National / Crime & Legal

Arrested ex-Justice Minister Katsuyuki Kawai admits cash handout but denies vote-buying

Kyodo

Arrested former Justice Minister Katsuyuki Kawai has admitted to handing out cash to local lawmakers and supporters but denied any intention to buy votes for his wife’s election campaign last summer, sources familiar with the matter said Monday.

Kawai, 57, known for having had close ties with Prime Minister Shinzo Abe, and his lawmaker wife Anri, 46, were arrested last Thursday on suspicion of giving ¥25.7 million ($240,000) in cash to 94 local politicians and supporters to reward them for their efforts to secure votes for her in the House of Councilors election last July.

The sources also said lists used to record about 100 cash payment recipients are believed to have been made by Shinsuke Takaya, 44, a former close aide of Katsuyuki Kawai. Takaya is currently on trial for bribing election campaigners.

The lists were confiscated by Hiroshima prosecutors from the couple’s home in January. Of the 94 people who allegedly received cash, around 40 were Hiroshima prefectural assembly members and other local politicians, according to the sources.

The prosecutors have found Katsuyuki Kawai led the election campaign on behalf of his wife and decided recipients of cash handouts, according to the sources. The Kawais have denied the allegations.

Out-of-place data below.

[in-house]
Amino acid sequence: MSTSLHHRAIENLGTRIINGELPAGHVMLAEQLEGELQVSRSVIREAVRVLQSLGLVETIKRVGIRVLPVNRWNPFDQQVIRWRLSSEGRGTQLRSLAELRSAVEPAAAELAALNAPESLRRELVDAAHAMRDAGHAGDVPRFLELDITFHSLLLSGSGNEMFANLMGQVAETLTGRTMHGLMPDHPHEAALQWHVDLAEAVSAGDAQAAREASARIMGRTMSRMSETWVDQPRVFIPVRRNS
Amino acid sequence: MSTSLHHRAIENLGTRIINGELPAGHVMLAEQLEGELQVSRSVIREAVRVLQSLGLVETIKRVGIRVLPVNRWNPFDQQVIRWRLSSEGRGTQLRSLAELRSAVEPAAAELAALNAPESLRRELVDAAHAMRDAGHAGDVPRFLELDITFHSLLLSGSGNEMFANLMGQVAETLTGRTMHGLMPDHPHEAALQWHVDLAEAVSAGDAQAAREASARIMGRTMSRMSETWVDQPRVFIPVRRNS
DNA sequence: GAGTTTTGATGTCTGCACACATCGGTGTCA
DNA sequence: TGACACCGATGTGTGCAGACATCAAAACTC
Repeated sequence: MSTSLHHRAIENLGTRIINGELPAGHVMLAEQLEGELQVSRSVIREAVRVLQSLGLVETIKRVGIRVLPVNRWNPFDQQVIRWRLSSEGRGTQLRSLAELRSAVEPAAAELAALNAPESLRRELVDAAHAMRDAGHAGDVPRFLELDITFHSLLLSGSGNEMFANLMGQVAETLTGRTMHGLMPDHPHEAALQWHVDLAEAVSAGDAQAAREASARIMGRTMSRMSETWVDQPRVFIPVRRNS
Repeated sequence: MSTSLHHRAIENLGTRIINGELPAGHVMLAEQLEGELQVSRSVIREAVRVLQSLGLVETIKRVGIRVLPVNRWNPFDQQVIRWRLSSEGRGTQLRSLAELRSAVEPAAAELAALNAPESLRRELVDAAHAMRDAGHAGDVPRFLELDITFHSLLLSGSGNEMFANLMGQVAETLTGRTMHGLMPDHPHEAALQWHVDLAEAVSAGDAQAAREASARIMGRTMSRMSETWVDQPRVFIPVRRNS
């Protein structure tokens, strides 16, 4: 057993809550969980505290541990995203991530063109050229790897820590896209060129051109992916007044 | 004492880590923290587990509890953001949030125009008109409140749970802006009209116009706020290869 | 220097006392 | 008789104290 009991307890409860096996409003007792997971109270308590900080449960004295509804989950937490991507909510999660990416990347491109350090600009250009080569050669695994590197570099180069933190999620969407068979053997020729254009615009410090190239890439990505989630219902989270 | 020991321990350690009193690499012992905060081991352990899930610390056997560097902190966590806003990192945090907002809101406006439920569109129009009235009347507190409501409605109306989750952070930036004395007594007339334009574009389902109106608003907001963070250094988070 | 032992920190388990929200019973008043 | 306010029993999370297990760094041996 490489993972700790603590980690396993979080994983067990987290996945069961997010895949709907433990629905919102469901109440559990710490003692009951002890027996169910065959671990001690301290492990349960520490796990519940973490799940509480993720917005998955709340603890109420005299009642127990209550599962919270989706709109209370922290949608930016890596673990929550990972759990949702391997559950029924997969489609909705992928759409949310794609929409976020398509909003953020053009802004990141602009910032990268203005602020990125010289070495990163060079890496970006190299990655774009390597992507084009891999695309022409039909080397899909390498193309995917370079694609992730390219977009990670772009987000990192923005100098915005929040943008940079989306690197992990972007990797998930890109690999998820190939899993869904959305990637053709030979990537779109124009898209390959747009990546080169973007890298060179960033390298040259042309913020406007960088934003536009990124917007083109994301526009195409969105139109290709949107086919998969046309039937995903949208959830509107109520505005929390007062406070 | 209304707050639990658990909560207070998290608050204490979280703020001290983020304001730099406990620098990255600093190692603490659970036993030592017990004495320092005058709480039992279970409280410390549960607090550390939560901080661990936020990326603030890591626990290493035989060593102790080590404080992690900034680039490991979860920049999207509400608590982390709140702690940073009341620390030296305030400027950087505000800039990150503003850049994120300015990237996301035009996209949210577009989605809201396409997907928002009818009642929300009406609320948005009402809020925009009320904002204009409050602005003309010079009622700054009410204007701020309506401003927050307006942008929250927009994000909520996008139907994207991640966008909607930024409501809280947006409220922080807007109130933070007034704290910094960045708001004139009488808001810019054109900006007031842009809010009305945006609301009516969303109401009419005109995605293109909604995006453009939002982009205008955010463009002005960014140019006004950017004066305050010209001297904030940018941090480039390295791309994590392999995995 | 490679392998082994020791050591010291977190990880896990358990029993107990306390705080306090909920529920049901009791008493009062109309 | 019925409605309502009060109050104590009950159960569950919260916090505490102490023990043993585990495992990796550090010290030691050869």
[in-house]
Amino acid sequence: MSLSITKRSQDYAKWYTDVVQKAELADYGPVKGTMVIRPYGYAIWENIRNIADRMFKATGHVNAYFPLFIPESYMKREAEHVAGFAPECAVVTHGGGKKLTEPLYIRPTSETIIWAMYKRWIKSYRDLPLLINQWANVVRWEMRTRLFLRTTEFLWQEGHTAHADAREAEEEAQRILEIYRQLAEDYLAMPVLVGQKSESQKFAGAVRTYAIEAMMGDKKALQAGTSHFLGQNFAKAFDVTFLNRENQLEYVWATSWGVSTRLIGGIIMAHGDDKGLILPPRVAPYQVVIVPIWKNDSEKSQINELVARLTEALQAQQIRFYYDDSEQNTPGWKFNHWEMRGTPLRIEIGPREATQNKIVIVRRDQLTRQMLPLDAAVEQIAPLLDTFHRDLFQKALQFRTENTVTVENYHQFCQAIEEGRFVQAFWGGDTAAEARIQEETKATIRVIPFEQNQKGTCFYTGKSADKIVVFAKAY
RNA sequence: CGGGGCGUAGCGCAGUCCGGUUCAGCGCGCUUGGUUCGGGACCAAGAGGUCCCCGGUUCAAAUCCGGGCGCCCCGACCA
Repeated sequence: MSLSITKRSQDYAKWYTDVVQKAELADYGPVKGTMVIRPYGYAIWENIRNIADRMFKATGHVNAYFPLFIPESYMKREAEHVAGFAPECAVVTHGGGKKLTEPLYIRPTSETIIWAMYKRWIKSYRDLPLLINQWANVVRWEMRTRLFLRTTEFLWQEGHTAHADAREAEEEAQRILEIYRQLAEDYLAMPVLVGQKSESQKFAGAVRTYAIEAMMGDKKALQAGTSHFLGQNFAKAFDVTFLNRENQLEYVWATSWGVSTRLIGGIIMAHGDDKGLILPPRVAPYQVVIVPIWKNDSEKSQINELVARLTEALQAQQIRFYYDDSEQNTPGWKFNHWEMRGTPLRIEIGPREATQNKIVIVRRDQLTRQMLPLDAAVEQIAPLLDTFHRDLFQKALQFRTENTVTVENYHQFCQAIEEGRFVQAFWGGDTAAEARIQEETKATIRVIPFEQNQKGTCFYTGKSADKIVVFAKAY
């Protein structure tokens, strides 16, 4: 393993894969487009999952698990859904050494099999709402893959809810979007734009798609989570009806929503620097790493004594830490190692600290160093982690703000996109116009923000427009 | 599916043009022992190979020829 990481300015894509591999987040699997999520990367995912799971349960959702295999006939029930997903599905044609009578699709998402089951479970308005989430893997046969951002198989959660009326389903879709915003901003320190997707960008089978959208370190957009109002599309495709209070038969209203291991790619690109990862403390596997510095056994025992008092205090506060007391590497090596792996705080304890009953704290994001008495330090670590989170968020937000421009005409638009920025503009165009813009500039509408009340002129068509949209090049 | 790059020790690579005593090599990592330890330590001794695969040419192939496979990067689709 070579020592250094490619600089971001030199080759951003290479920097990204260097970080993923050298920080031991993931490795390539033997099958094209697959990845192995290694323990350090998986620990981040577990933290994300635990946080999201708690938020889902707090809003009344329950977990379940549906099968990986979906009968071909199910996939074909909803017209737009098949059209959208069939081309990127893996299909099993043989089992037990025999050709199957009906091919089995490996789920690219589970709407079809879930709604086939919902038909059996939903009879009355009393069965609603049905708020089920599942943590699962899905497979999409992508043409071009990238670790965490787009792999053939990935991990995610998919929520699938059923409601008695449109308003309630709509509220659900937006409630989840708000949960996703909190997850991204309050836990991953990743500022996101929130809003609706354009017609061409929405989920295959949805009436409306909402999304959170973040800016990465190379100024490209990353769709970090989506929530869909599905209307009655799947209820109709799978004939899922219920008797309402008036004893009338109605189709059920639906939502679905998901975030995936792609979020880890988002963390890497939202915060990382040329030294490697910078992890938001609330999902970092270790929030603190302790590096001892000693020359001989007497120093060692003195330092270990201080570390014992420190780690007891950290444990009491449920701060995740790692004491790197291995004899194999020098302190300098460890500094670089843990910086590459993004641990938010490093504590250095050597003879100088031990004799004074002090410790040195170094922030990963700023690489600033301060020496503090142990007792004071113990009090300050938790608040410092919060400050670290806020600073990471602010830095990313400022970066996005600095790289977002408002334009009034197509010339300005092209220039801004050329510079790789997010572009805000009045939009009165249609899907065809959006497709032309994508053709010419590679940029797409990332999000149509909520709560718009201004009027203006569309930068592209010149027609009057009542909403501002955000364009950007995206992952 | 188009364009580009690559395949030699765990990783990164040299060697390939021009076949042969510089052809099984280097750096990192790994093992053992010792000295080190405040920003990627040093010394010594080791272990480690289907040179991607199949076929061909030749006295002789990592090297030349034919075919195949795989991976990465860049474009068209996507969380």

Takaya primarily worked at Katsuyuki Kawai’s office in Tokyo as a state-paid secretary, but quit after being indicted in March for paying on 14 occasions a total of around ¥2.04 million to 14 campaign staff of Anri Kawai between July 19 and 23 last year, exceeding the daily legal cap of ¥15,000 per person.

During Anri Kawai’s election campaign in the Hiroshima constituency, Takaya was in charge of media relations and helping aides of Abe, who visited the district to make a speech in support of her. She secured a seat in the race.

Katsuyuki Kawai, a House of Representatives member, served as Abe’s special adviser for foreign affairs and briefly assumed the post of justice minister after the Upper House election.

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